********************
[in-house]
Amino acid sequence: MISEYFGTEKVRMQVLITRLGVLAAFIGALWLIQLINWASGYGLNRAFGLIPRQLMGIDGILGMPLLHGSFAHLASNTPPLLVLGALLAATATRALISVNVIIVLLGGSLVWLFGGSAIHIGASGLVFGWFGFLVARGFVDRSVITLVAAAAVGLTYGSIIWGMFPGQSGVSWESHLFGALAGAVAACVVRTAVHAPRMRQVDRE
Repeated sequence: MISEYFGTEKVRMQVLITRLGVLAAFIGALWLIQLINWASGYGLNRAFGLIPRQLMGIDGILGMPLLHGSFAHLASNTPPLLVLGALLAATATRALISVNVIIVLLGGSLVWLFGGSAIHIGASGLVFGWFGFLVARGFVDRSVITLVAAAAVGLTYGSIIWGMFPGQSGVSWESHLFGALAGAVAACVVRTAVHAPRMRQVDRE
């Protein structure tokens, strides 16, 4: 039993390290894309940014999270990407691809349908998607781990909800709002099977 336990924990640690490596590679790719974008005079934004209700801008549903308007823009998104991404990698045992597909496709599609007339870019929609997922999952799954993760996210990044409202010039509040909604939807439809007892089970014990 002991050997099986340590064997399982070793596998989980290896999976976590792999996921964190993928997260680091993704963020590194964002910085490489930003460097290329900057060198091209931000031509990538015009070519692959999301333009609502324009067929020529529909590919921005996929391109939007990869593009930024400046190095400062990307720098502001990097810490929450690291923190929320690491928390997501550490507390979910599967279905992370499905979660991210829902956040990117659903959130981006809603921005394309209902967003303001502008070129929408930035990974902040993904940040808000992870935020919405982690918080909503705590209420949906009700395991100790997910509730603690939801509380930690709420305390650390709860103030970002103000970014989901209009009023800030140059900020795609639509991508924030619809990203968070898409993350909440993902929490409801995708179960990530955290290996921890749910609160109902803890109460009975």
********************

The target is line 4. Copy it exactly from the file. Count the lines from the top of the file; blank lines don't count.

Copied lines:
């Protein structure tokens, strides 16, 4: 039993390290894309940014999270990407691809349908998607781990909800709002099977 336990924990640690490596590679790719974008005079934004209700801008549903308007823009998104991404990698045992597909496709599609007339870019929609997922999952799954993760996210990044409202010039509040909604939807439809007892089970014990 002991050997099986340590064997399982070793596998989980290896999976976590792999996921964190993928997260680091993704963020590194964002910085490489930003460097290329900057060198091209931000031509990538015009070519692959999301333009609502324009067929020529529909590919921005996929391109939007990869593009930024400046190095400062990307720098502001990097810490929450690291923190929320690491928390997501550490507390979910599967279905992370499905979660991210829902956040990117659903959130981006809603921005394309209902967003303001502008070129929408930035990974902040993904940040808000992870935020919405982690918080909503705590209420949906009700395991100790997910509730603690939801509380930690709420305390650390709860103030970002103000970014989901209009009023800030140059900020795609639509991508924030619809990203968070898409993350909440993902929490409801995708179960990530955290290996921890749910609160109902803890109460009975």